Image: Royal Caribbean.

Falling oil prices and the collateral damage on the financial sector and the global economy more broadly sent stocks sharply lower Tuesday, with the Dow and S&P both losing nearly 2% on the session. Increasingly, earnings reports from U.S. companies are raising the specter of a potential end to the expansion in the domestic economy, and the potential for a recession has been enough to drive many investors to the safety of the fixed-income market. Many stocks outside the hard-hit energy sector suffered substantial declines on Tuesday, and Royal Caribbean (RCL 3.31%), Rent-A-Center (RCII 0.88%), and Pitney Bowes (PBI 5.39%) were among the worst performers on the day.

Royal Caribbean plunged 15% in the wake of the cruise operator's fourth-quarter earnings report on Monday night. The company reported solid results to close out 2015, but its guidance for 2016 fell short of what investors had expected to see. Royal Caribbean highlighted particular weakness in the Mediterranean region, as well as in Australia and Brazil, saying that pricing levels were relatively soft. However, demand appears to be relatively strong in North America, Northern Europe, and Asia. If the company can sustain strength in those more promising regions of the world, then Royal Caribbean could produce long-term growth that will overcome any short-term headwinds holding it back for now. Nevertheless, Royal Caribbean's drop took other cruise-line operators down with it, although their losses weren't as extreme as what Royal Caribbean shareholders suffered.

Rent-A-Center plummeted more than 25% after reporting its own financial results for the fourth quarter. The rental operator reported a drop in same-store sales of 2.2% for its core U.S. market, decelerating even further compared to year-ago levels. Although the company's Acceptance Now concept continued to perform well, the larger core chain suffered revenue declines, and its Mexican operations saw revenue fall by nearly a quarter. In addition, Rent-A-Center gave guidance for further revenue contraction in the U.S. of 4% to 6% for 2016. Even with anticipated improvement in operating profit margins, EBITDA, and free cash flow, investors in Rent-A-Center are increasingly worried that if the state of the U.S. economy starts to worsen, then customers who are currently able to make payments comfortably might choose to give up on merchandise and eat into the company's sales even further.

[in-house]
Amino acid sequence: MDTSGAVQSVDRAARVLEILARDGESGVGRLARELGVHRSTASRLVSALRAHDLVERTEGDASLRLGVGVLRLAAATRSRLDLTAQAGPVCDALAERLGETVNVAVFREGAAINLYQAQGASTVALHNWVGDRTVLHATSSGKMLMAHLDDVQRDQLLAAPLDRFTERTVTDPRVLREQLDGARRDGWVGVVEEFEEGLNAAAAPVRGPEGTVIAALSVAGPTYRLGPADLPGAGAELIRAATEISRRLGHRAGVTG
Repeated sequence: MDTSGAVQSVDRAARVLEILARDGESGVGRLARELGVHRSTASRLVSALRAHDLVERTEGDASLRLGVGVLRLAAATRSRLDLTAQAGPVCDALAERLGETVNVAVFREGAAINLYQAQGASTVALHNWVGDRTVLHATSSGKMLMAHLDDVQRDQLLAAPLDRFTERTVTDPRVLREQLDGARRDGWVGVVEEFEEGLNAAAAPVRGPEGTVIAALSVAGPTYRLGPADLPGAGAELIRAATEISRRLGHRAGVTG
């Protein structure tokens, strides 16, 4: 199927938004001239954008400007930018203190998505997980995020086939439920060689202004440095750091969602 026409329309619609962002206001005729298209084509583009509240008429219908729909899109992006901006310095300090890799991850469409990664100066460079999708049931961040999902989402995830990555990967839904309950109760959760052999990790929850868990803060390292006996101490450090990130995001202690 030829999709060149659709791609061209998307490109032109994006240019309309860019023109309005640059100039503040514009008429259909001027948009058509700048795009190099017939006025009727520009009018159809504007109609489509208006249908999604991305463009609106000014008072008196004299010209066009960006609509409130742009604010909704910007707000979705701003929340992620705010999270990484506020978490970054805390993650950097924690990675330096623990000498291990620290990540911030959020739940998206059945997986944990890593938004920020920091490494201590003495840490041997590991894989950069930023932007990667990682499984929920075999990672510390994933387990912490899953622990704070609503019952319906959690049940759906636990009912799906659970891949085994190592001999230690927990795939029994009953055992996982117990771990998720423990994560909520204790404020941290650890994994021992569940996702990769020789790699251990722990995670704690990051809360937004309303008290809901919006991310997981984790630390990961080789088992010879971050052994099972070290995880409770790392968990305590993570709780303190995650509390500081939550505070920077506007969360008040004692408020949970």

Finally, Pitney Bowes dropped 14%. The mail-equipment specialist and business services provider saw declines in its business during the fourth quarter, including a sales drop of 6% in its small- and mid-sized business division and a 9% contraction in revenue from its production mail business. Investors have hoped that Pitney Bowes would be able to pivot away from the secular decline in the mailing industry to broaden its appeal to enterprise customers, and CEO Marc Lautenbach argued that the company has made "substantial progress against our strategic objectives." Nevertheless, results that missed expectations and downbeat guidance for 2016 left investors uncertain about Pitney Bowes' future prospects, and the path of least resistance for the stock was downward.